Dennis E. Taylor: Bobiverse

How will humanity explore space?

Full Worlds is an ethnography podcast where we meet the worlds of its creators. In this episode, we talk to Dennis E. Taylor about the world of the Bobiverse series.

The Bobiverse is about an uploaded mind controlling a Von Neumann device. A von Neumann probe a self-directed space probe that flies through the galaxy and makes copies of itself from locally produced raw material. You send out one, it turns into two, which turns into four and so on.

The Bobiverse treat many interesting subjects — from uploaded minds to exo-species to asteroid mining, but a central topic is how we will explore space.

We will pursue multiple strategies. We will try to send out humans, von Neumann probes, non-replicating probes that just beam back what they find to earth. The question is: What is the fastest way to get to where we want to be. If we can upload a brain to silicon, write an AI, or freeze and revive humans — we will use whatever works to get outside the solar system.

Then there is, of course, the question of why we should go into space?

There are both interplanetary and interstellar goals. We need to figure out a backup plan — a Yucatan meteor impact, a designed virus, or climate change forces us to get a backup plan for humanity. We need to get off Earth and not have all our eggs in one basket. Getting outside our solar system requires leaps in technology and the drive is different. Even if humanity is gone, or not part of the journey doesn’t matter. Exploration is just curiosity.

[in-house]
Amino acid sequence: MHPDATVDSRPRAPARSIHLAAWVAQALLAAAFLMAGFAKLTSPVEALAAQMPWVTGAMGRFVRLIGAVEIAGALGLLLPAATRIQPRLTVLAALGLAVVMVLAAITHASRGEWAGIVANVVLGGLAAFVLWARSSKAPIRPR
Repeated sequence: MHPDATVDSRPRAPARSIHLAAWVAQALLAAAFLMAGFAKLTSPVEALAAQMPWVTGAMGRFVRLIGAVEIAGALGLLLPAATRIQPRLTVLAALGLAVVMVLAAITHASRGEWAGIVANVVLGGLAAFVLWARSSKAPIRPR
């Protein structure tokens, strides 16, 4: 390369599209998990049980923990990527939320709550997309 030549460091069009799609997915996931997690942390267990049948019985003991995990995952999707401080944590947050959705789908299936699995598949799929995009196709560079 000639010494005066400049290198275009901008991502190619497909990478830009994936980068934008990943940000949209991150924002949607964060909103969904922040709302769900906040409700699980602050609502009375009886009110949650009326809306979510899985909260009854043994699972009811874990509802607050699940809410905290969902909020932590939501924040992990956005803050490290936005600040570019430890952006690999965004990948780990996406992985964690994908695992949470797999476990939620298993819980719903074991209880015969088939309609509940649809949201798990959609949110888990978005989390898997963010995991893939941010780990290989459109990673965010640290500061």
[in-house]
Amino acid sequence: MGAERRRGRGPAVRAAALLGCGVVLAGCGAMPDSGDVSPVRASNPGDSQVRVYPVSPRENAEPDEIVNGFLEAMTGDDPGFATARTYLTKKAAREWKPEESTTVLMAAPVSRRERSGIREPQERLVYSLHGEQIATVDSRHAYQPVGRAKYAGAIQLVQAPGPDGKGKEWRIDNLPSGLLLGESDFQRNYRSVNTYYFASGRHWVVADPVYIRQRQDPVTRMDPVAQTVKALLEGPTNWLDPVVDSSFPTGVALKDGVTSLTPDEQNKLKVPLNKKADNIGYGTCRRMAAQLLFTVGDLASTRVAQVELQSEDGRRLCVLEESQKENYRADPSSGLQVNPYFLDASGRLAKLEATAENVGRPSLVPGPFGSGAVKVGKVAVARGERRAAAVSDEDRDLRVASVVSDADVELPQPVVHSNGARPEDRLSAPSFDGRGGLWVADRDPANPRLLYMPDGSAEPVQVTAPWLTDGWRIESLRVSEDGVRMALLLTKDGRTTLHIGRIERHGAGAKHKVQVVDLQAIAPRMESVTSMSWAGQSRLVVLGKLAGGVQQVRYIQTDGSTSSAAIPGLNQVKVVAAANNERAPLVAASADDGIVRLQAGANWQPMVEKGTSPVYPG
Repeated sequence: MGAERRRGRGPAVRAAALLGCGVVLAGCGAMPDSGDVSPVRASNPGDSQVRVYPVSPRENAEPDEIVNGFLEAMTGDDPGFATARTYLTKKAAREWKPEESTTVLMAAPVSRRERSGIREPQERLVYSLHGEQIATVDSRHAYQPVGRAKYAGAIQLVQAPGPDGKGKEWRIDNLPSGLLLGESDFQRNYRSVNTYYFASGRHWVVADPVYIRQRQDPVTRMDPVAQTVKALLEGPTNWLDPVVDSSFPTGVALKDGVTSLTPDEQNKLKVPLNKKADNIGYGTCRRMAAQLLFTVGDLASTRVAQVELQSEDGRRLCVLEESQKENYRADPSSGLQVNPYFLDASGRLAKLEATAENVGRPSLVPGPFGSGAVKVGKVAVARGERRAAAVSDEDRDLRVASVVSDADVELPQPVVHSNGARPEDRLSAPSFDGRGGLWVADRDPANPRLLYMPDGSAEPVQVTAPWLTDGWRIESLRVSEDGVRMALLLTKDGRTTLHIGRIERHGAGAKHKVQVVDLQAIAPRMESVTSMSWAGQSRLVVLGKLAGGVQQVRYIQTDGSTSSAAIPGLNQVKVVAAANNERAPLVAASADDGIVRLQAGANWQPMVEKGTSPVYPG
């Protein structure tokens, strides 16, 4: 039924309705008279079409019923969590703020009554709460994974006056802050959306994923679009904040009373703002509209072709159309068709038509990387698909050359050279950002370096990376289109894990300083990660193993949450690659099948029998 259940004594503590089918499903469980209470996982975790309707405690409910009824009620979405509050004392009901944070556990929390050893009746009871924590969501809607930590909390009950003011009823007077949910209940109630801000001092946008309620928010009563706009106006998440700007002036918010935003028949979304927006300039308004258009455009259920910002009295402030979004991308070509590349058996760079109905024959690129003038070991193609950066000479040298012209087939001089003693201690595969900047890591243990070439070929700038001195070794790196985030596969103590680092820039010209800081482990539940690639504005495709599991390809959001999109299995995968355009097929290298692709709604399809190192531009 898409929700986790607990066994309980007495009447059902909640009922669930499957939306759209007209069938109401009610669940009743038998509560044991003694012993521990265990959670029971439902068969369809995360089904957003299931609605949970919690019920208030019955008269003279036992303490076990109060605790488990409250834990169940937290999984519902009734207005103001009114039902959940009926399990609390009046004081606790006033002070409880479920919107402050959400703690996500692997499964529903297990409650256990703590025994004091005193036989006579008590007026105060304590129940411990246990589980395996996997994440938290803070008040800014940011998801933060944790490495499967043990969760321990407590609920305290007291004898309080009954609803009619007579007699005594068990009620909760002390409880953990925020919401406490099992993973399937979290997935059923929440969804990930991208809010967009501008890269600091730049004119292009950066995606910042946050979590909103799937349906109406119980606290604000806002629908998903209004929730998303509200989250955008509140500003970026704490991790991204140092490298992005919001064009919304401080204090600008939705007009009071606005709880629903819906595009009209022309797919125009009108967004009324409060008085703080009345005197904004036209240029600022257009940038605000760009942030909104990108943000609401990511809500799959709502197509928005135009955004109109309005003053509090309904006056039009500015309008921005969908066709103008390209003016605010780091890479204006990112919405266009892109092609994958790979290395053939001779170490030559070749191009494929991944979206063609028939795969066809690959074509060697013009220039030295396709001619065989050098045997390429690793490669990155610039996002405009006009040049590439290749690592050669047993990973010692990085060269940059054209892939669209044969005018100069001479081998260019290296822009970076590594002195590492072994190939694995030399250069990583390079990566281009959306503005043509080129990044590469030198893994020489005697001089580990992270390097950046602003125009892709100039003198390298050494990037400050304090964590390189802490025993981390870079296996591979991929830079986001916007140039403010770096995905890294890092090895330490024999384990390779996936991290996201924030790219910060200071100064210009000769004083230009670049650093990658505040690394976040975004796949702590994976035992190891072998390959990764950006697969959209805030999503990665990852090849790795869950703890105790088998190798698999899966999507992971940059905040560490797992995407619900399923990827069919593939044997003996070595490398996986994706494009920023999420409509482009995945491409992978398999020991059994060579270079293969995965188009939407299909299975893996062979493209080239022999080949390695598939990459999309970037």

With our current plans to go to Mars, we do have a bit of an ethical challenge. Because what if there is life on Mars and we would destroy it?

The Prime Directive — that you shouldn’t interact with other exo-species — is already a matter for our plan to go to Mars. There are opinions all over the spectrum, from extreme colonists who think we are the biggest baddest species, to the people who think we shouldn’t even go to Mars of the risk of meddling. If there is life right now, we have to be very careful. If there is life from the past, then we should treat it like an archaeology site and just tread lightly.

The Bobs in the Bobiverse live the libertarian dream in a post-scarcity world. But, interestingly, independence and freedom aren’t all easy.

Bob is the singularity in a very real way. He has his own intelligence and goals, plus immortality and the ability to replicate — and no dependency on anyone else. The Bobs don’t have to depend on anyone for anything. You can’t coerce them, you can’t blackmail them, you can’t bribe them. That means they are like a heard of cats. They recognize each other, they interact, but there is no society. There are conflict and tension, but each cat is a nation of themselves. Even in a post-abundance free society, there will be tension, for example: if we have a libertarian society being invaded by a non-libertarian society — should we organize to fight them off? And, if so, are we still libertarian?

An interesting tension in a totally independent world is that there is little need for cooperation. And, as Dennis says, the biggest takeaway from the books is that cooperation and work towards shared goals are the keys to get more things done.

Listen to the conversation to hear Dennis talk about computer games, introversion, and many more things.